How a Russian exile came to Toronto and designed Lawren Harris's Art Deco house.
This weekend, thousands of Torontonians and visitors will explore the nooks and crannies of our landmark buildings through Doors Open. Few of those buildings will have been designed by women architects or by firms led by women.
Portrait, possibly of Alexandra Biriukova, by Yulia Biriukova, 1940. From the Dictionary of Canadian Artists.
Between 1920 and 1968, only 28 women went through the architecture program at the University of Toronto. The first women architects in Canada, among them Toronto’s Esther Marjorie Hill, were more likely to take up careers in historic preservation, public service, or home renovation, and less likely to receive large, private commissions. Prior to the Second World War, only five women had registered as architects in the province of Ontario. One of them was Alexandra Biriukova.
Keep reading: Historicist: A Building of Her Own
In Front Page Challenge, Torontoist analyzes the best and worst of Toronto’s major dailies.
The Toronto Raptors lost to the Cleveland Cavaliers in Game 6 of the Eastern Conference Finals, bringing an end to their best season in franchise history. In this special edition of Front Page Challenge, we review the four Toronto papers that publish a Saturday edition to see how they capture this bittersweet moment.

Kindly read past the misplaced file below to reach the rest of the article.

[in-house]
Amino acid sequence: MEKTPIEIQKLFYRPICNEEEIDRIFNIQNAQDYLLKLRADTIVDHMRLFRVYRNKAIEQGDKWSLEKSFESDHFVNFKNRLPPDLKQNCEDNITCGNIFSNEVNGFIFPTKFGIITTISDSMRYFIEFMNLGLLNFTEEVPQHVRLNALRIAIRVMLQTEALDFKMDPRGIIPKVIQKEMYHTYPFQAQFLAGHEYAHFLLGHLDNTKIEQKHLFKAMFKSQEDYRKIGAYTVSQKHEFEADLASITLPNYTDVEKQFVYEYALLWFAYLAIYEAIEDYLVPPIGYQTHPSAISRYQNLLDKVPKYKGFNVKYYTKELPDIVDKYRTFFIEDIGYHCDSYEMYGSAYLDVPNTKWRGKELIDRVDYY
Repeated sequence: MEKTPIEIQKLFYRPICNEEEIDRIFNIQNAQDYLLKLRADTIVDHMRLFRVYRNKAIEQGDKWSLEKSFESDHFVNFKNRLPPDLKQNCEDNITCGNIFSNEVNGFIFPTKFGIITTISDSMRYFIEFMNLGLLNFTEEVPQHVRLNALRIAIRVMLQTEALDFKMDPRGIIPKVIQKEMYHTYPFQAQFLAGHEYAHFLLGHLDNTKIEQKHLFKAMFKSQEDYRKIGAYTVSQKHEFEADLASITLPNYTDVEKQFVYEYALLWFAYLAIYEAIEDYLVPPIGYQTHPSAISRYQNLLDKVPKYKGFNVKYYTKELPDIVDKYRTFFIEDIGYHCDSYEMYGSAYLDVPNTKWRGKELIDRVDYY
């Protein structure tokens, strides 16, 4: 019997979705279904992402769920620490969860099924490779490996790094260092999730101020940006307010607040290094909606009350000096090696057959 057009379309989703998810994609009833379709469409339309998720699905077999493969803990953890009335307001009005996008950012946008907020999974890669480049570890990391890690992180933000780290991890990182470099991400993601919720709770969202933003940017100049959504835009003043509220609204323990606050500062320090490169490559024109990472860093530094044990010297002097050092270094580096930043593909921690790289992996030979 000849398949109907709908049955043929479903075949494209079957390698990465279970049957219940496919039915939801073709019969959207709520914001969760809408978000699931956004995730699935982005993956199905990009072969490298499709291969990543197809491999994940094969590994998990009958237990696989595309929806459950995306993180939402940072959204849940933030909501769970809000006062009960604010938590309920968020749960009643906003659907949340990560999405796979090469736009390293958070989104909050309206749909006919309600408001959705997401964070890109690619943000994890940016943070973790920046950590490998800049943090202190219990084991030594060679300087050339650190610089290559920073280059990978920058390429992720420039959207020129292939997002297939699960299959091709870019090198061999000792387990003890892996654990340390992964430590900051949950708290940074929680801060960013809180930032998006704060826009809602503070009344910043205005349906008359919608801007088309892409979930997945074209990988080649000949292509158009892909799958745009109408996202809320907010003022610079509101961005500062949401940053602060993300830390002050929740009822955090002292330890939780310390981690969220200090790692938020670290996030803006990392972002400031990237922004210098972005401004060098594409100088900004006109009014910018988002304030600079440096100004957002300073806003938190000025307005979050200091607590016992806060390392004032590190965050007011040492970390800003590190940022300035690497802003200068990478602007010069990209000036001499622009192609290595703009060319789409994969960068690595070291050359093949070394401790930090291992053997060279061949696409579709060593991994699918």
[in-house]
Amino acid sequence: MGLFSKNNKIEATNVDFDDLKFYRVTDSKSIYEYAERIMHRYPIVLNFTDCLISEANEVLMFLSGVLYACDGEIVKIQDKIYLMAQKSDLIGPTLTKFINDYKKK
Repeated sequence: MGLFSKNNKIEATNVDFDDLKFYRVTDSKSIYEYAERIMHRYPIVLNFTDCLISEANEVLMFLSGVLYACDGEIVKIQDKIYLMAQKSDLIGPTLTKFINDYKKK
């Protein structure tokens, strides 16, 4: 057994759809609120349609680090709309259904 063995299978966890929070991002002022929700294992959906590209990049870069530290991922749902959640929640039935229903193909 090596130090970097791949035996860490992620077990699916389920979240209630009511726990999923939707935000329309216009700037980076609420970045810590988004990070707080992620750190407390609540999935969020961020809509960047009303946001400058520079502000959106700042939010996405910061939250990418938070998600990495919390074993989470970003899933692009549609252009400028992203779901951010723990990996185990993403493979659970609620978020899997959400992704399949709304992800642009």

Keep reading: How Toronto’s Papers Covered The Raptors Season Coming To An End
Because it's 2016? Nope.
On a sweltering summer day in July 2014, 115 LGBTQ couples gathered at Casa Loma to say their vows and tie the knot. The largest LGBTQ mass wedding in North America’s history, it was a show of pure love and devotion, a ceremony celebrated by faith leaders across a range of religions with Torontonians from around the world.
Two years later, the Conservative Party of Canada is still trying to decide whether or not they support the legislation that allowed these couples to marry.
Keep reading: Why is Same-Sex Marriage Still Up for Debate Among Conservatives?